Part Of Me Wants To…

Part Of Me Wants To…

We all have areas in our life where we want to make positive change, things like; breaking an unwanted habit, achieving a goal or learning a new skill.

Very often, the change we want to achieve is well within our capabilities. We want to do it, logically we know we can do it and nobody is physically preventing us from doing it. But we don’t do it.


In this type of situation, many people describe a situation of inner conflict where ‘part of them’ wants to make the positive change, but another ‘part of them’ always seems to sabotage their attempts. It’s bewildering and very frustrating.

So what’s happening and what is this inner conflict that seems to cause so much damage?

The answer, according to many experts, lies in the complexity of our personality. We think of ourselves as a single entity, but in reality, our personality is influenced by different inner forces or ‘parts’.

There are lots of convincing theories about the parts of our personality, but perhaps the most compelling is put forward by Dr Steve Peters in his excellent book The Chimp Paradox (Ebury Publishing]

Peters argues that as humans have evolved, so has the human brain and he focuses on three key areas of the brain which affect our personality and behaviour.

The frontal lobe (which is the newest part of our brain), is the human part of us. It is logical and rational and compassionate. It wants be fulfilled.

The limbic system is a much older and more primitive part of our brain (Peters describes it as our ‘inner chimp’). It is instinctive and emotional and very powerful. The limbic system is concerned about safety and security and comfort. It doesn’t like change which it sees as potential danger.

So, when the human part of us wants to achieve change (e.g. stop smoking, overcome a phobia, run a marathon, learn to swim etc), the chimp part of us likely to oppose the human part of us and, if not managed successfully, sabotage its efforts.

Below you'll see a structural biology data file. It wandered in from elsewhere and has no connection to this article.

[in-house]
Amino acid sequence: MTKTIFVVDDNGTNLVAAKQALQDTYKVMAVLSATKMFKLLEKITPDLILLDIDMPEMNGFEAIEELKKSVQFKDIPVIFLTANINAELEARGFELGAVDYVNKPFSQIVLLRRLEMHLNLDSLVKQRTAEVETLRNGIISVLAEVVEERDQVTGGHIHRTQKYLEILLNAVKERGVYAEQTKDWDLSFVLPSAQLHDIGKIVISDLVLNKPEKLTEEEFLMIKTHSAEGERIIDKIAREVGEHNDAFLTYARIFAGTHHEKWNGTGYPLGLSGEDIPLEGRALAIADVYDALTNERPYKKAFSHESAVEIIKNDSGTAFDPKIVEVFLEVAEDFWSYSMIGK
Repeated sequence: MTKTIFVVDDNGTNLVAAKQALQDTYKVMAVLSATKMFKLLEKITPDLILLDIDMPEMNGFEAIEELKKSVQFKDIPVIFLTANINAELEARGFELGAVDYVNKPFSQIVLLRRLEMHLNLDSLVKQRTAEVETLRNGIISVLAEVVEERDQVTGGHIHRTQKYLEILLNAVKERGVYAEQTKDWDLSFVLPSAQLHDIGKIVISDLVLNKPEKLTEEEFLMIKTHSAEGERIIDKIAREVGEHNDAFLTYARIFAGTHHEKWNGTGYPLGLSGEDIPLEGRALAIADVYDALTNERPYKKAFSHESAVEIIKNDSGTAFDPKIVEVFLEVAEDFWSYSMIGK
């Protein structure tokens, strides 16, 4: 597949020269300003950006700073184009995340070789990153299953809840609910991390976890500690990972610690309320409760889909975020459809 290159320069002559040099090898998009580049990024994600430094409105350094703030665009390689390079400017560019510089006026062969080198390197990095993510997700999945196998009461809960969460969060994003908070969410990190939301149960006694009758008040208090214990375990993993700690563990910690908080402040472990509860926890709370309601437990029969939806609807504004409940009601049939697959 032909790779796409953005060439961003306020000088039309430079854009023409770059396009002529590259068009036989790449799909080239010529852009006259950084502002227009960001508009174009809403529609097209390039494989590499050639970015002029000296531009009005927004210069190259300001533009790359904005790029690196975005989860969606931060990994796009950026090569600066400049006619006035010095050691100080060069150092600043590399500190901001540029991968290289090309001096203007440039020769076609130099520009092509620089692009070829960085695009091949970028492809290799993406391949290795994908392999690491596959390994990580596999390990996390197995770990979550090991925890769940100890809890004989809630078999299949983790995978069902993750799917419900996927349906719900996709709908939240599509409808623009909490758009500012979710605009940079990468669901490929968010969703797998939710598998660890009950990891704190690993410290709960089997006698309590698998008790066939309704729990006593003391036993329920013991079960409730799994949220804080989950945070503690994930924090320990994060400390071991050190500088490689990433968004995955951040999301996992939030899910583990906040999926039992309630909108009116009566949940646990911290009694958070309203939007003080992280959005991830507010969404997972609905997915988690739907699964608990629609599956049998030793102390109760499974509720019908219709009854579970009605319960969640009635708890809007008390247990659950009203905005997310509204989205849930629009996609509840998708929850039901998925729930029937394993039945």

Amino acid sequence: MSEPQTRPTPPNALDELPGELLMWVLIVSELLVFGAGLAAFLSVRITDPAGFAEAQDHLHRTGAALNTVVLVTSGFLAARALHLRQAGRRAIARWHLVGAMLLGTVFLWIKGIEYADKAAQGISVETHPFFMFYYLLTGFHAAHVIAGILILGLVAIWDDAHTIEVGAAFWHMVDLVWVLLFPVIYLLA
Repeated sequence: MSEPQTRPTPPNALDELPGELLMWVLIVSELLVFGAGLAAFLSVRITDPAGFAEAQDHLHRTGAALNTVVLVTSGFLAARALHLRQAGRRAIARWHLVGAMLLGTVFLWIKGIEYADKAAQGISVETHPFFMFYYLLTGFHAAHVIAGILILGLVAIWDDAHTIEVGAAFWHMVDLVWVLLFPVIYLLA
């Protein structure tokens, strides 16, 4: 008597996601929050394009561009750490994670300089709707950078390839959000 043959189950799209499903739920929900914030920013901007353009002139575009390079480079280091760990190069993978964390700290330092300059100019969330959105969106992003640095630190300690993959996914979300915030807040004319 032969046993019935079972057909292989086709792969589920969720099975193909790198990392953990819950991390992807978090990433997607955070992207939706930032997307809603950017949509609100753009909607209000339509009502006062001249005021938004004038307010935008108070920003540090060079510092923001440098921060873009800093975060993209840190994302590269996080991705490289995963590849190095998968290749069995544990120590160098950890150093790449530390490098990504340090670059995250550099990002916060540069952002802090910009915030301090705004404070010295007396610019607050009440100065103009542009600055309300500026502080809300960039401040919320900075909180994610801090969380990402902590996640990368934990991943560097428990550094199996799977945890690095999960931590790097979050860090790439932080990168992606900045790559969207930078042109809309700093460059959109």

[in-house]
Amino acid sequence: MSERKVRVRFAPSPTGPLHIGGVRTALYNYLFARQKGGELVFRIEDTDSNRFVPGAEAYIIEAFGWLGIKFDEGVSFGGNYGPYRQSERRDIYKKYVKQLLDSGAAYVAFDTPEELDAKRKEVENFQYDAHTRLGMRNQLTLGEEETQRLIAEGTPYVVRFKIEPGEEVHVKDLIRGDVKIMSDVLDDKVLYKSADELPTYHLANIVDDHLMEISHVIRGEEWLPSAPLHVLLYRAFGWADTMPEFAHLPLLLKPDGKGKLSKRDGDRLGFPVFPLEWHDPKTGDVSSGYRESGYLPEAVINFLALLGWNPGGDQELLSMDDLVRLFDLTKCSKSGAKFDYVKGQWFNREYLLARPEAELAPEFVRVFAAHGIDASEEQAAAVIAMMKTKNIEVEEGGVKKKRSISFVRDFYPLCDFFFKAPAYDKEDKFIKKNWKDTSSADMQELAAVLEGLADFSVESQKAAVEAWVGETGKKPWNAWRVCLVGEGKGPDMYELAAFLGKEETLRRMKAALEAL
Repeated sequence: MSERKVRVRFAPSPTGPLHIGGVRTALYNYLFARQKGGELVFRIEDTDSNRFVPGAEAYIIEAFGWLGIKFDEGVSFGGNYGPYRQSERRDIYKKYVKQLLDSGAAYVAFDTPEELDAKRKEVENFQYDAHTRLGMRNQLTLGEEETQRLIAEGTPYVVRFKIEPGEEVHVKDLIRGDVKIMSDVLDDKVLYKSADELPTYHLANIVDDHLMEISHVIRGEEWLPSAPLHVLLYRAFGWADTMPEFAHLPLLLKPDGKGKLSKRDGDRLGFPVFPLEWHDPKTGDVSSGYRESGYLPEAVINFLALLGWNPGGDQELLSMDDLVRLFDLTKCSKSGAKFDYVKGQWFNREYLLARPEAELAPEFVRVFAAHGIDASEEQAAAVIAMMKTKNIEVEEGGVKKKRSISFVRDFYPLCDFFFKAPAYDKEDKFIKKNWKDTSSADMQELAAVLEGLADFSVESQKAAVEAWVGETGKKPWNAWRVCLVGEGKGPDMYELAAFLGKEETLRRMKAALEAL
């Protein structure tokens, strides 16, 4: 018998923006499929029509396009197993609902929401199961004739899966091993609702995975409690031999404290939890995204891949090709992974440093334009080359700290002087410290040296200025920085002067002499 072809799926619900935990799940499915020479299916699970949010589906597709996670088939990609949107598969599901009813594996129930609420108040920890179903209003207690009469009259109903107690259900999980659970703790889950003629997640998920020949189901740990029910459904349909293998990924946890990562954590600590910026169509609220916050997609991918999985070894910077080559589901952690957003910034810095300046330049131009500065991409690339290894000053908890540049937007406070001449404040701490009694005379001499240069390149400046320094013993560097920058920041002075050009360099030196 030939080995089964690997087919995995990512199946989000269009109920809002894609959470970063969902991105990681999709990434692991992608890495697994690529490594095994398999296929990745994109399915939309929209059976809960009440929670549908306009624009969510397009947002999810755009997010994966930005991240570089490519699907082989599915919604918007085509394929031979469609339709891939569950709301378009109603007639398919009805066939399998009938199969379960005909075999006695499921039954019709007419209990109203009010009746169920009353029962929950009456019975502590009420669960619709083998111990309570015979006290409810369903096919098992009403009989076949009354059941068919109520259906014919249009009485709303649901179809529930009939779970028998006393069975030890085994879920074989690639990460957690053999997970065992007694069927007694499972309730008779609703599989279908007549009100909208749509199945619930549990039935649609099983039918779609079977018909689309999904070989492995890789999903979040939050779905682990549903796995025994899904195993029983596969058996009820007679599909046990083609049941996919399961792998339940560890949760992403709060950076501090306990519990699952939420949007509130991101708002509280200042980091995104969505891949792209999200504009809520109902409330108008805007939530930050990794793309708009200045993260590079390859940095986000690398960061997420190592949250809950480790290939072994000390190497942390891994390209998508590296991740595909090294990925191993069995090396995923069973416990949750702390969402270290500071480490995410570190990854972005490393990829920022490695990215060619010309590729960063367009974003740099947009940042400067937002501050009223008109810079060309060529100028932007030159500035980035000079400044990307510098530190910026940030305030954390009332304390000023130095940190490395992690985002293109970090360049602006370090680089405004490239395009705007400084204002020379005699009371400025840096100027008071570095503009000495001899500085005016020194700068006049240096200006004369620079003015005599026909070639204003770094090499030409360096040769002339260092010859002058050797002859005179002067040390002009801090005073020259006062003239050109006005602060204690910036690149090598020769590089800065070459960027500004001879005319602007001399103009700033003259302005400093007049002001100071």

This brings us to the third key area of the brain, the parietal lobe, which Peters describes as our computer. In the computer are good programmes – ‘autopilots’ and bad programmes – ‘gremlins’.

Autopilots allow us to carry out tasks effectively and unemotionally. For example, if you are a good confident driver, the computer part of your brain is likely to have a ‘human-programmed’ autopilot for driving. Gremlins prevent us carrying out tasks by causing emotional distress.  If you have made several unsuccessful attempts to quit smoking or lose weight then your inner computer probably has ‘chimp-programmed’ gremlins for stopping smoking or losing weight. 

So, when we have unwanted behaviours or unfulfilled ambitions the key to resolving the situation is to replace gremlins with autopilots. 

Hypnotherapy is a highly effective tool for replacing gremlins with autopilots quickly and permanently.  Brain scan experiments show that when an activity is visualised during hypnosis, exactly the same part of the brain is used as when that activity is actually happening. This suggests that during hypnosis, the brain cannot distinguish between what is real and what is imagined. Thus a skilful hypnotherapist can convince our inner chimp that a change in lifestyle or behaviour is actually the normal existing situation and nothing to be feared or prevented.